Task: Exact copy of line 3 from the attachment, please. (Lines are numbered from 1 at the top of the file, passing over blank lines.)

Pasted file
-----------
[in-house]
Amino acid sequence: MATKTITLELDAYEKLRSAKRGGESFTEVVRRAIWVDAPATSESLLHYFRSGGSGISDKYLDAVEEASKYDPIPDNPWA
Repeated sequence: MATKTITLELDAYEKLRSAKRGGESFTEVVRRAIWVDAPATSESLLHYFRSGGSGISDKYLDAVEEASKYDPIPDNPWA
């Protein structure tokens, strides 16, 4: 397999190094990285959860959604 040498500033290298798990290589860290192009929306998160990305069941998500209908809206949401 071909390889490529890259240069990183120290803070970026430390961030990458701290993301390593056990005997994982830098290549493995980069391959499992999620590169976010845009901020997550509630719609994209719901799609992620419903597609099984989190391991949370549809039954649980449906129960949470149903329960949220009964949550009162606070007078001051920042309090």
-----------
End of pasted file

Repeated sequence: MATKTITLELDAYEKLRSAKRGGESFTEVVRRAIWVDAPATSESLLHYFRSGGSGISDKYLDAVEEASKYDPIPDNPWA